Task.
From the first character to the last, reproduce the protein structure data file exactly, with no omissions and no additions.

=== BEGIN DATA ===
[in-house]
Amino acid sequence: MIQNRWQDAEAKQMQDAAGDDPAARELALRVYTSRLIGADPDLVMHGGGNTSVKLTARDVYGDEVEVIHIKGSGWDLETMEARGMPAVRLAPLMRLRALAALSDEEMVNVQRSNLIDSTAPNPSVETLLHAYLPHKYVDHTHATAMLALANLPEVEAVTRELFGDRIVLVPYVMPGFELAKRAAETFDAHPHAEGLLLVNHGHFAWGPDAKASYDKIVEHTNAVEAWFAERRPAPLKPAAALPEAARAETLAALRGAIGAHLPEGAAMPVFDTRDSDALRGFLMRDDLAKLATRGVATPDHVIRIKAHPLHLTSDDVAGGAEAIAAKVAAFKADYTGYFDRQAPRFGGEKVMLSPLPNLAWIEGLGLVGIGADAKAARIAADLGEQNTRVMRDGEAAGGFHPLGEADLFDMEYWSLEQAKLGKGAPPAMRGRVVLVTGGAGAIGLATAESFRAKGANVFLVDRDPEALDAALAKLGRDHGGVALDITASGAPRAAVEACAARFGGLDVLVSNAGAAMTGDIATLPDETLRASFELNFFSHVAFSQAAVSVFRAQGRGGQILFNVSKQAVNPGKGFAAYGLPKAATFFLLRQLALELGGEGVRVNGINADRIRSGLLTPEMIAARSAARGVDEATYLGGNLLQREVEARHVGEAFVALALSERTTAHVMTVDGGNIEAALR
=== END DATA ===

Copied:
[in-house]
Amino acid sequence: MIQNRWQDAEAKQMQDAAGDDPAARELALRVYTSRLIGADPDLVMHGGGNTSVKLTARDVYGDEVEVIHIKGSGWDLETMEARGMPAVRLAPLMRLRALAALSDEEMVNVQRSNLIDSTAPNPSVETLLHAYLPHKYVDHTHATAMLALANLPEVEAVTRELFGDRIVLVPYVMPGFELAKRAAETFDAHPHAEGLLLVNHGHFAWGPDAKASYDKIVEHTNAVEAWFAERRPAPLKPAAALPEAARAETLAALRGAIGAHLPEGAAMPVFDTRDSDALRGFLMRDDLAKLATRGVATPDHVIRIKAHPLHLTSDDVAGGAEAIAAKVAAFKADYTGYFDRQAPRFGGEKVMLSPLPNLAWIEGLGLVGIGADAKAARIAADLGEQNTRVMRDGEAAGGFHPLGEADLFDMEYWSLEQAKLGKGAPPAMRGRVVLVTGGAGAIGLATAESFRAKGANVFLVDRDPEALDAALAKLGRDHGGVALDITASGAPRAAVEACAARFGGLDVLVSNAGAAMTGDIATLPDETLRASFELNFFSHVAFSQAAVSVFRAQGRGGQILFNVSKQAVNPGKGFAAYGLPKAATFFLLRQLALELGGEGVRVNGINADRIRSGLLTPEMIAARSAARGVDEATYLGGNLLQREVEARHVGEAFVALALSERTTAHVMTVDGGNIEAALR